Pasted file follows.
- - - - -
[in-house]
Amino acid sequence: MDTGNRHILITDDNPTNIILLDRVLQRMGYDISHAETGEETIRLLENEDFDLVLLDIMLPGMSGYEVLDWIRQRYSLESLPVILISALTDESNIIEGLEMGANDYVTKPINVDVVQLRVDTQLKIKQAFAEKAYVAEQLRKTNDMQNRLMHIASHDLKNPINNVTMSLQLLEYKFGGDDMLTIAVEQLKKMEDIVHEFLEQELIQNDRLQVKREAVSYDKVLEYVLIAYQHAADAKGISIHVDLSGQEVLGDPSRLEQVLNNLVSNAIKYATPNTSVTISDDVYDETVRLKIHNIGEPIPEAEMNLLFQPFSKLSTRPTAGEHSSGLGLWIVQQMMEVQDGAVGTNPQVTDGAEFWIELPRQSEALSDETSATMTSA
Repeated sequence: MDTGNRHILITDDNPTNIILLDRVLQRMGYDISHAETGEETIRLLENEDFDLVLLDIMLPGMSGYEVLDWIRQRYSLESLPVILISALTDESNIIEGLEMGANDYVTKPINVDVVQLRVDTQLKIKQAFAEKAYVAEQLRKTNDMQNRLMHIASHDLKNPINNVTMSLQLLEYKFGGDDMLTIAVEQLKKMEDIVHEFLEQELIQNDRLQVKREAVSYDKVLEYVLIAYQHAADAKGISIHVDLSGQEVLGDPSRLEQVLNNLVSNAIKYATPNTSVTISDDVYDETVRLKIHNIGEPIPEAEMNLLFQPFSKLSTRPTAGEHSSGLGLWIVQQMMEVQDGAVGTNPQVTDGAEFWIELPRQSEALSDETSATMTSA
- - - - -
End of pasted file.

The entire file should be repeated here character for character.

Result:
[in-house]
Amino acid sequence: MDTGNRHILITDDNPTNIILLDRVLQRMGYDISHAETGEETIRLLENEDFDLVLLDIMLPGMSGYEVLDWIRQRYSLESLPVILISALTDESNIIEGLEMGANDYVTKPINVDVVQLRVDTQLKIKQAFAEKAYVAEQLRKTNDMQNRLMHIASHDLKNPINNVTMSLQLLEYKFGGDDMLTIAVEQLKKMEDIVHEFLEQELIQNDRLQVKREAVSYDKVLEYVLIAYQHAADAKGISIHVDLSGQEVLGDPSRLEQVLNNLVSNAIKYATPNTSVTISDDVYDETVRLKIHNIGEPIPEAEMNLLFQPFSKLSTRPTAGEHSSGLGLWIVQQMMEVQDGAVGTNPQVTDGAEFWIELPRQSEALSDETSATMTSA
Repeated sequence: MDTGNRHILITDDNPTNIILLDRVLQRMGYDISHAETGEETIRLLENEDFDLVLLDIMLPGMSGYEVLDWIRQRYSLESLPVILISALTDESNIIEGLEMGANDYVTKPINVDVVQLRVDTQLKIKQAFAEKAYVAEQLRKTNDMQNRLMHIASHDLKNPINNVTMSLQLLEYKFGGDDMLTIAVEQLKKMEDIVHEFLEQELIQNDRLQVKREAVSYDKVLEYVLIAYQHAADAKGISIHVDLSGQEVLGDPSRLEQVLNNLVSNAIKYATPNTSVTISDDVYDETVRLKIHNIGEPIPEAEMNLLFQPFSKLSTRPTAGEHSSGLGLWIVQQMMEVQDGAVGTNPQVTDGAEFWIELPRQSEALSDETSATMTSA